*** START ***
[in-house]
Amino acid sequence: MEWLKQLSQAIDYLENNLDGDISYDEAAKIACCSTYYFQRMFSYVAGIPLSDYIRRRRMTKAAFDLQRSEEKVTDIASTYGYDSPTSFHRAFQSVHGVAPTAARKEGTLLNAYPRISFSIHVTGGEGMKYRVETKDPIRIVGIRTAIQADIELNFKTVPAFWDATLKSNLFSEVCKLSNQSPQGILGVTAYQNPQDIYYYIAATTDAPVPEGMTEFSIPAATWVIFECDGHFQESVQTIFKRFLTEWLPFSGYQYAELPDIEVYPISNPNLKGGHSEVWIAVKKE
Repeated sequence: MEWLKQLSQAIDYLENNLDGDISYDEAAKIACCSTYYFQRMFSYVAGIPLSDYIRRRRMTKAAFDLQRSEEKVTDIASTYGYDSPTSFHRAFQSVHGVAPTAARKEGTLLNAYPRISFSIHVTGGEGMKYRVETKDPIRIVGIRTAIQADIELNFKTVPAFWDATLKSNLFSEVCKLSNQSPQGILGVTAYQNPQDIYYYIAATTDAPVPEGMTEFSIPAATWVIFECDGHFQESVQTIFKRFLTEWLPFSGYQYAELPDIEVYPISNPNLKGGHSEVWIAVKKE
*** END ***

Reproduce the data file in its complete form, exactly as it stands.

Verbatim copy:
[in-house]
Amino acid sequence: MEWLKQLSQAIDYLENNLDGDISYDEAAKIACCSTYYFQRMFSYVAGIPLSDYIRRRRMTKAAFDLQRSEEKVTDIASTYGYDSPTSFHRAFQSVHGVAPTAARKEGTLLNAYPRISFSIHVTGGEGMKYRVETKDPIRIVGIRTAIQADIELNFKTVPAFWDATLKSNLFSEVCKLSNQSPQGILGVTAYQNPQDIYYYIAATTDAPVPEGMTEFSIPAATWVIFECDGHFQESVQTIFKRFLTEWLPFSGYQYAELPDIEVYPISNPNLKGGHSEVWIAVKKE
Repeated sequence: MEWLKQLSQAIDYLENNLDGDISYDEAAKIACCSTYYFQRMFSYVAGIPLSDYIRRRRMTKAAFDLQRSEEKVTDIASTYGYDSPTSFHRAFQSVHGVAPTAARKEGTLLNAYPRISFSIHVTGGEGMKYRVETKDPIRIVGIRTAIQADIELNFKTVPAFWDATLKSNLFSEVCKLSNQSPQGILGVTAYQNPQDIYYYIAATTDAPVPEGMTEFSIPAATWVIFECDGHFQESVQTIFKRFLTEWLPFSGYQYAELPDIEVYPISNPNLKGGHSEVWIAVKKE